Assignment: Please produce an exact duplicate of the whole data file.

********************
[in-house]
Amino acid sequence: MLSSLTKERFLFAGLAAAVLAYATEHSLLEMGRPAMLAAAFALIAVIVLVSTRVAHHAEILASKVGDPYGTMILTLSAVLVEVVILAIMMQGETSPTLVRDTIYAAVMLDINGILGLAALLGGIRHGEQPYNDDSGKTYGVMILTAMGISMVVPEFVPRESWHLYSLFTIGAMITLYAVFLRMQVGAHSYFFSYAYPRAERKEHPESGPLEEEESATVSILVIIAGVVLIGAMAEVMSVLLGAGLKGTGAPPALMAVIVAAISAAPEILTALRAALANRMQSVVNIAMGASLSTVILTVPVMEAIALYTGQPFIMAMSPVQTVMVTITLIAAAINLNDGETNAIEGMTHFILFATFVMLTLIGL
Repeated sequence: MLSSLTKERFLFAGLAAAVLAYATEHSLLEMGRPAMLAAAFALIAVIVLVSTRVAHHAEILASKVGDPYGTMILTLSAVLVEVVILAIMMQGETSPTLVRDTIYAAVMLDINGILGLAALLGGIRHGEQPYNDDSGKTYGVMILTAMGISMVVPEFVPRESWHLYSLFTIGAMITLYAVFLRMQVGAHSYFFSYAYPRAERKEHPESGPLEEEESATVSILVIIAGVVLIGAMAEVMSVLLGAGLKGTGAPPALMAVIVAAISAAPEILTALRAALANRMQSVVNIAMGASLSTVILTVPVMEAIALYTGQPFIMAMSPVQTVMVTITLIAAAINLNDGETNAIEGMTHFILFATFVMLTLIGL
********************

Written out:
[in-house]
Amino acid sequence: MLSSLTKERFLFAGLAAAVLAYATEHSLLEMGRPAMLAAAFALIAVIVLVSTRVAHHAEILASKVGDPYGTMILTLSAVLVEVVILAIMMQGETSPTLVRDTIYAAVMLDINGILGLAALLGGIRHGEQPYNDDSGKTYGVMILTAMGISMVVPEFVPRESWHLYSLFTIGAMITLYAVFLRMQVGAHSYFFSYAYPRAERKEHPESGPLEEEESATVSILVIIAGVVLIGAMAEVMSVLLGAGLKGTGAPPALMAVIVAAISAAPEILTALRAALANRMQSVVNIAMGASLSTVILTVPVMEAIALYTGQPFIMAMSPVQTVMVTITLIAAAINLNDGETNAIEGMTHFILFATFVMLTLIGL
Repeated sequence: MLSSLTKERFLFAGLAAAVLAYATEHSLLEMGRPAMLAAAFALIAVIVLVSTRVAHHAEILASKVGDPYGTMILTLSAVLVEVVILAIMMQGETSPTLVRDTIYAAVMLDINGILGLAALLGGIRHGEQPYNDDSGKTYGVMILTAMGISMVVPEFVPRESWHLYSLFTIGAMITLYAVFLRMQVGAHSYFFSYAYPRAERKEHPESGPLEEEESATVSILVIIAGVVLIGAMAEVMSVLLGAGLKGTGAPPALMAVIVAAISAAPEILTALRAALANRMQSVVNIAMGASLSTVILTVPVMEAIALYTGQPFIMAMSPVQTVMVTITLIAAAINLNDGETNAIEGMTHFILFATFVMLTLIGL